If you’re bringing your brand online, you’re exposing it to brand hijacking. That’s the bitter truth, and you need to gear up before it eats your brand credibility, customer trust, and profit margins.

Brand impersonation has seen an increase of 360% since 2020. It’s high time to develop strategies to proactively prevent brandjacking before you start losing customer trust because of sophisticated behavior by a scammer under your name.

To prevent this, you must be aware of what brandjacking is, including its types, its impact on the bottom line, and best practices to combat brandjacking. We’ll discuss all of it here. Let’s dive right in!

What is Brandjacking?

Image describing people trying to ascend a pedestal with a logo on it

Brandjacking is the impersonation or unauthorized usage of an established company’s, brand’s, or individual’s intellectual property–identity, logo, or brand name to mislead individuals. Hijacking a brand’s persona has been here for long, but its prevalence has grown significantly with the rise of social media.

Although brandjacking causes immense reputational and financial damage, it’s a shocker that it isn’t illegal.

However, note that it often comes in some routine forms like domain and website spoofing, phishing emails, or fraudulent social media accounts, and it’s possible to prevent it by adopting some proven practices (discussed later).

Types and Forms of Brandjacking

Types of Brandjacking

Brandjacking has several types with a common purpose–portraying a false brand identity to deceive employees, customers, and stakeholders. Let’s look at the major types of brandjacking -

1. Counterfeit website and domain

Counterfeit or spoofed websites are fake websites imitating an established company’s identity. Such forgery websites have names, logos, or colors like your own brand name or elements, so people confuse them with the real brand website.

Website or domain spoofing also involves using a domain name similar to that of a real company. For instance, the counterfeit website may use .net instead of .com or a different spelling of the brand name.

With this type of brandjacking, scammers easily confuse people and get confidential details like credit card information/passwords or install malware on the user’s system to steal data.

2. Brand name impersonation

Brand name impersonation is the unauthorized usage of a well-known brand’s name, likeness, or a similar name to market a product. Individuals or companies posing as legitimate brand representatives often run this infringement.

This brandjacking type involves attempts to wrongly acquire and use customers’ sign-up information, which can greatly hurt the company’s reputation.

You must be aware and regularly review your company’s or product’s mentions online because someone may create content around your brand name or product.

Now, if a customer searches for similar products as yours, the blog may show up, and negative reviews about your brand may lead to revenue loss and customer confusion.

In addition, brandjacking goes to the extent of bidding brand keywords so that competitor ads appear on search results when customers search for your brand. This is called Google ads brandjacking.

3. Forgery of social media accounts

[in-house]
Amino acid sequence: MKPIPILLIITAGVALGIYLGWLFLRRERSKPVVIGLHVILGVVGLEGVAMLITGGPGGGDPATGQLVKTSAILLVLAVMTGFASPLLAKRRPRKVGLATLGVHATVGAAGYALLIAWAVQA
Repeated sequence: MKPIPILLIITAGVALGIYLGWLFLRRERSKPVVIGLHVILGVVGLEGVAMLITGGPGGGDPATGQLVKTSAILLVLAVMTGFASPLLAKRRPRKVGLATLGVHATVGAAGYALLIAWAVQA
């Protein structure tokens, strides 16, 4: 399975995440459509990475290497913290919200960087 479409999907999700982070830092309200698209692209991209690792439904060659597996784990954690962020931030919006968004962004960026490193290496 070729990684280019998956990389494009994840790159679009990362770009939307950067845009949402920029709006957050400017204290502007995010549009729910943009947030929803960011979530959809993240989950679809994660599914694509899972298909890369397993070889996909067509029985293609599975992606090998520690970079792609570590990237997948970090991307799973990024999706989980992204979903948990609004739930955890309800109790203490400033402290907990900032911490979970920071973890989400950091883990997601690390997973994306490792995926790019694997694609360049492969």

Social media account forgery is an act of wrongly imitating a well-known brand on social media platforms. Sometimes, such fake accounts create parody posts of a brand, destroying the brand image for customers. In fact, 19% of the social media handles related to the top 10 brands in different industries are fake.

Here are the other two types of social media account forgery:

a. Scam accounts portray as a leading company’s customer service account and brazenly ask customers for their log-in details, credit card numbers, or other confidential details. These scammers then use this data to their benefit under the name of the real brand.

b. Social media piggybacking or piggyback marketing is when scammers use popular brands’ social media posts, content, or hashtags to confuse and re-route customers to their fake page or website.

Under this kind of forgery, scammers may also interact with the brand’s intended audience while pretending to be the company itself to maximize their reach and engagement.

4. Phishing emails

Phishing emails are emails scammers send to a company’s legitimate target market regarding some account updation or an issue in their payment information, for example. In these emails, there’s a link to their fake websites created to steal customer information as soon as it's entered.

Brandjacking Impact on Your Bottom Line

Brandjacking impact on the Bottom Line

Brandjacking is extremely dangerous for your brand reputation, profit margin, and sales. Knowing how brandjacking impacts your bottom line can help you maintain your brand integrity, trust, and financial stability. Here are the details of how brandjacking impacts your bottom line:

1. Depletes profit margin

Brandjacking diverts your legitimate brand’s revenue to your scammer. For instance, if a random website starts selling products under your brand name, your customers might confuse them with your brand and make a purchase. So, you see how your potential sale amount goes to a cybercriminal. That’s how brandjacking leads to lost sales and depleting profit margins.

2. Destroys brand image

You might spoil your brand image if you fall prey to brandjacking. Scammers may disseminate misleading information, interact inappropriately with customers, or conduct unethical practices under your brand image, damaging it severely.

Suppose your customers mistakenly buy from a spoofed website and get their credit card data stolen. Those customers are then likely to consider your brand fraudulent, will never repurchase from you, and might give you negative reviews, destroying your brand image.

Such brandjacking incidents will drive you to take some legal and marketing actions, increasing legal fees and advertising costs.

You’d file a complaint regarding intellectual property rights infringement, which is complicated and time-consuming.